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Pies, cakes, art, and Richard Lee

Pies, cakes, art, and Richard Lee
Richard Lee with some of his works. —Ralph Stewart

A smile traces the lips of Toni Cohen as she thinks back on a certain Halloween in 1977.

“There were about a dozen people in the dining room and Richard (Lee) was out in the kitchen,” she said, “when suddenly there was a loud banging on the door, ‘Boom,’ ‘Boom,’ ‘Boom.’ We yelled into the kitchen, ‘Richard, there’s someone at the door’ and Richard appeared dressed for Halloween as an upstairs maid. He wore a short skirt, high heels and brandished a feather duster. He walked across the room and slowly opened up the door. Standing at the entrance was the West Tisbury police chief, George Manter.”

The two made for an odd couple. Chief Manter was a police officer cut from the mold of Matt Dillon from Gunsmoke, tall, barrel-chested, laconic, and exuding authority. Richard was diminutive, garrulous, and well … dressed as an upstairs maid.

Richard Lee set up his dessert gallery in this house, which is adjacent to Alley’s General Store. — Tina Miller

“We couldn’t hear exactly what was going on,” Cohen said, “We just saw Manter talking and Richard solemnly looking up to him and nodding his head. Then Manter walked away, Richard turned to the room with his finger held up to his lips saying ‘Shhhhhh.’” The room was totally silent and then after a few beats, everyone erupted in laughter. Richard, not one to impose behavior on others said to the group, “I guess we’re going to have to be a little more quiet.”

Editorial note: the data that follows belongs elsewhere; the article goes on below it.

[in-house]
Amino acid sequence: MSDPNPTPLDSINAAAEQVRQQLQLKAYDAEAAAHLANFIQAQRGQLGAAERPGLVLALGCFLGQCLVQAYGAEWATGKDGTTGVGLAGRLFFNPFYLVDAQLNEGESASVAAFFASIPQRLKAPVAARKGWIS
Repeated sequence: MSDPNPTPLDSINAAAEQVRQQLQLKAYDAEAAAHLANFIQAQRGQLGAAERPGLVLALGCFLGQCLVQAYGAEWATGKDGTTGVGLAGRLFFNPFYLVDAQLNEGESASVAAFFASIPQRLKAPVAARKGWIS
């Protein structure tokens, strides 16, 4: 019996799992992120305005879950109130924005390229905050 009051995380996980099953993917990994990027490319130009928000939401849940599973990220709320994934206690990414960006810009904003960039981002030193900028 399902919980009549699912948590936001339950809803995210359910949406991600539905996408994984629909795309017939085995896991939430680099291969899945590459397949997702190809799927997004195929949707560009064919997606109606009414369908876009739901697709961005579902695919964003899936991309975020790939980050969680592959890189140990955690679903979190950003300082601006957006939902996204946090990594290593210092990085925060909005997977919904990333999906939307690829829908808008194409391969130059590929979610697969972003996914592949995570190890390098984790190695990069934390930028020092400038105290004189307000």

Richard Lee, proprietor of Richard’s Dessert Gallery in West Tisbury, was not an obvious choice to be operating a restaurant on the Island. “The only foods he liked,” Bob Gothard, a friend of his said, “were pasta — with no sauce — any kind of ice cream, chocolate, and cereal.”

Lee, who died in 2012, was born in 1933 in Pullman, Washington. His interest in the arts prompted his hardscrapple grandmother to say, “I don’t know where you get your ideas Ritchie, but it ain’t from us.” Lee excelled at dance and received a dance scholarship to Bennington College in the first class that admitted men. He studied there with Martha Graham. From Bennington he went to New York, earned his living dancing and began to seriously pursue painting. He then became a “pioneer” dance therapist at a hospital for the mentally ill (as it was known in the 50s) in Tuscaloosa, Alabama.